By Matt Fussell
In terms of art, form refers to objects that are 3-Dimensional, or have length, width, and height. The world we live in made up almost entirely of forms. As artists, we must have a strong understanding of form and how to create the illusion of form in drawings and paintings.
Let's first take a look at the definition of form...
Form - an element of art, means objects that have three dimensions. I like to think of form as a 3-D shape
Geometric forms have specific names associated with them and are typically man-made.
Organic forms do not have specific names associated with them and are often associated with naturally occurring forms.
When drawing representationally, the goal is to create the illusion of form. We can create the illusion of form by understanding how light reacts on the object.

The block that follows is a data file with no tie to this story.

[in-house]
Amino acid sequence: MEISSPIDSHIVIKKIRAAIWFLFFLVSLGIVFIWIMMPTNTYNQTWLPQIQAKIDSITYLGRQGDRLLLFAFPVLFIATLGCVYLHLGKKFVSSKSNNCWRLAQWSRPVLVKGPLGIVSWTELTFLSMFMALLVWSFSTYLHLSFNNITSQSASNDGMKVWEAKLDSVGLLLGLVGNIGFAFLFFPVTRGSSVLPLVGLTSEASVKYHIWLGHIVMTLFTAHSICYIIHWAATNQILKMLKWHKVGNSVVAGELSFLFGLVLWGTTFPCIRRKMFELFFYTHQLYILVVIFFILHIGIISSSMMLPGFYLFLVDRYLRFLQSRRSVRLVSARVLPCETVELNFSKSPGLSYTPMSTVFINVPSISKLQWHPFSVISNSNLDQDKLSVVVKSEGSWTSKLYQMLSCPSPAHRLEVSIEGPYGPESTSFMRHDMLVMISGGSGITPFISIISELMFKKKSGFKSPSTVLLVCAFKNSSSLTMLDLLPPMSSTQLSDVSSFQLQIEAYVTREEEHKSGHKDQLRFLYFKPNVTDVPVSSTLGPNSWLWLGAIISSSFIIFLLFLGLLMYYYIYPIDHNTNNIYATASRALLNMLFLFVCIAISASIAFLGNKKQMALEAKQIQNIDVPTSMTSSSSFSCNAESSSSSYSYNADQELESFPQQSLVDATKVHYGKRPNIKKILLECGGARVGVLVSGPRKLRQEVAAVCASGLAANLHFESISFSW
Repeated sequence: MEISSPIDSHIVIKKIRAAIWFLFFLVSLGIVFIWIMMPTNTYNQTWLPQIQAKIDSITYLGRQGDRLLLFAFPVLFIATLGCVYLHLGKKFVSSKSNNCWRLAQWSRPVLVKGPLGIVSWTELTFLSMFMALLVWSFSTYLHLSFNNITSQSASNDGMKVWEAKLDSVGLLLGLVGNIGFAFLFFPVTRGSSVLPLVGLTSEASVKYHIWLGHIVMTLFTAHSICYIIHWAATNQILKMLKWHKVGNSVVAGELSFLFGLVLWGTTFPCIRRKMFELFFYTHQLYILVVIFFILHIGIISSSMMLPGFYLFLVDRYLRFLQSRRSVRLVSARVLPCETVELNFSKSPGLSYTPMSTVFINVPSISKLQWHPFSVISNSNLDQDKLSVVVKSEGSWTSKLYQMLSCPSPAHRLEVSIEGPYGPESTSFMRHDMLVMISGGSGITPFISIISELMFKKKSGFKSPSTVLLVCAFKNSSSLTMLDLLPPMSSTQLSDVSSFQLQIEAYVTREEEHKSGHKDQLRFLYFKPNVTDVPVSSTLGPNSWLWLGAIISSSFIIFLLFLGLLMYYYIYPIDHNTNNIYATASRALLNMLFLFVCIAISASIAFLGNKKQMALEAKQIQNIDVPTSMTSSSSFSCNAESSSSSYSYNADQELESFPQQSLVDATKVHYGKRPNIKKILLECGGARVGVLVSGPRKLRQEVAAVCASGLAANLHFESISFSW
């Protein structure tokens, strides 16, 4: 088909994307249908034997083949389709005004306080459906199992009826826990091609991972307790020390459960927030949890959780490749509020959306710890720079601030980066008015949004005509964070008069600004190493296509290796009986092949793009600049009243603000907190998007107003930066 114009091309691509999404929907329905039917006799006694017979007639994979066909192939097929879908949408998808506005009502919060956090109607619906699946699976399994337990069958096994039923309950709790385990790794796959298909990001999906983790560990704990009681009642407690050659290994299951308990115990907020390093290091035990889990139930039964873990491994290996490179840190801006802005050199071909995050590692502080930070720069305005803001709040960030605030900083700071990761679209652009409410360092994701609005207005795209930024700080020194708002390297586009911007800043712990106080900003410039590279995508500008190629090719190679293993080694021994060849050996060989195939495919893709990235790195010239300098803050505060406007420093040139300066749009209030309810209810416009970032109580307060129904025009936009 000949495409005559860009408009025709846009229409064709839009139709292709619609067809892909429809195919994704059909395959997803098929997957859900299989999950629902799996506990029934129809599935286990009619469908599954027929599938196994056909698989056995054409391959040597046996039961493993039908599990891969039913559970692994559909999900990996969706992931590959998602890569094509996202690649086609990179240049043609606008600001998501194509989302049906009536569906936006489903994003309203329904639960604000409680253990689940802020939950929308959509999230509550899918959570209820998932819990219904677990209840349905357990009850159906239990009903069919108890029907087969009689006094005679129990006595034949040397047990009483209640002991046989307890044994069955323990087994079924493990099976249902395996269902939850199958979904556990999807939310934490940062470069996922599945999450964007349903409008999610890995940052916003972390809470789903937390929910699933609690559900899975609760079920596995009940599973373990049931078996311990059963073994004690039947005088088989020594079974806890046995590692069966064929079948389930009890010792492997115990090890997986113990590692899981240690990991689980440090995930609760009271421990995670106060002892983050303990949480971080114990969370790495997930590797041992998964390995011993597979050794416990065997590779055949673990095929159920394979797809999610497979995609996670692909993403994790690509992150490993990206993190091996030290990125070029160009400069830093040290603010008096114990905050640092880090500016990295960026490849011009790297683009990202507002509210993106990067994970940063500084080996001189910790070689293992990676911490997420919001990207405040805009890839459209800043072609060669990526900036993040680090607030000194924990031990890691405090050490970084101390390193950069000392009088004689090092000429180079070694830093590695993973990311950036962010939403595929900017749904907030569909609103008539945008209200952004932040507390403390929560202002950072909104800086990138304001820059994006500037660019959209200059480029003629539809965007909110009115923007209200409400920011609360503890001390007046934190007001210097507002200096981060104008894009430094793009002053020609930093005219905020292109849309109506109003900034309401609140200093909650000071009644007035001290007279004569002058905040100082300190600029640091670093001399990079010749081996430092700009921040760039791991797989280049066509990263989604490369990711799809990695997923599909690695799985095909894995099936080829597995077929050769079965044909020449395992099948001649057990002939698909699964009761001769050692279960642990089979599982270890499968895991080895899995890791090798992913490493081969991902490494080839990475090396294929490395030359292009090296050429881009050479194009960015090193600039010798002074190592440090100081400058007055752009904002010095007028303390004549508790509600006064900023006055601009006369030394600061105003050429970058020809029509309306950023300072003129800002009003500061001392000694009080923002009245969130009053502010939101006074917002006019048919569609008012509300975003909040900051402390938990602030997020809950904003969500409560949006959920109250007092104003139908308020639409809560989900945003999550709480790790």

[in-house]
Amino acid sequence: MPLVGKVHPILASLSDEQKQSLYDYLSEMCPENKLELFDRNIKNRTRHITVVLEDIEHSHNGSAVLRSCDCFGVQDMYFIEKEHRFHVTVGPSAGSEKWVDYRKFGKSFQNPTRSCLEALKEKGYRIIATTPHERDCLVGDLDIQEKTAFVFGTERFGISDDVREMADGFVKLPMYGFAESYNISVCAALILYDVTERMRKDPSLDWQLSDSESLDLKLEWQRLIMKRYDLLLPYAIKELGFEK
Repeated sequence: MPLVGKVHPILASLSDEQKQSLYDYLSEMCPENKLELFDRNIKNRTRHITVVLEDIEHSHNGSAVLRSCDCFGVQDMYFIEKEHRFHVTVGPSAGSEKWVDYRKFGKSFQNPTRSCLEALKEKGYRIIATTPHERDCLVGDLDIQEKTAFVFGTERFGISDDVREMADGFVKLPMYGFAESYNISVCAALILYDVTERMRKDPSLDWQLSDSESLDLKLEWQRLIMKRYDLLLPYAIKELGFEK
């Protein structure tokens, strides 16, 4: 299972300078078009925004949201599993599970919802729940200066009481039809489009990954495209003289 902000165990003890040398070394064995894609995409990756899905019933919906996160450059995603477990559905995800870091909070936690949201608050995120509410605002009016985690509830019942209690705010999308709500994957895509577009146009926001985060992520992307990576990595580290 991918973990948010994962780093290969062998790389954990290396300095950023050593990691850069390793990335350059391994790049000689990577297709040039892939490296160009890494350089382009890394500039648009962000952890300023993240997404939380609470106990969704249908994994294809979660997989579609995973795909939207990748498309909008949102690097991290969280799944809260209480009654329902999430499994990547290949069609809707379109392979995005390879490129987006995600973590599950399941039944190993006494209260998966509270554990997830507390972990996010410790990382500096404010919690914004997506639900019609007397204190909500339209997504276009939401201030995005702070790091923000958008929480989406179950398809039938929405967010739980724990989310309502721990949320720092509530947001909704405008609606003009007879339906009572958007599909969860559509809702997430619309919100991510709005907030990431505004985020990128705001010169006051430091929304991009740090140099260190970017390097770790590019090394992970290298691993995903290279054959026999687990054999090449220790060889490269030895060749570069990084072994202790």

Light reacts on objects and is communicated to viewers through several factors. Adjusting these areas with values of the local color will result in the illusion of form in a drawing or painting.
The highlight is the area where light is hitting the object directly.
The midtone is the middle value of the local color of the object.
The core shadow is the area(s) that is shaded on the object.
The cast shadow is the area(s) that is shaded on surrounding objects and surfaces because of blocked light.
The reflected highlight is the area on an object that is lighter because of reflected light off of surrounding objects.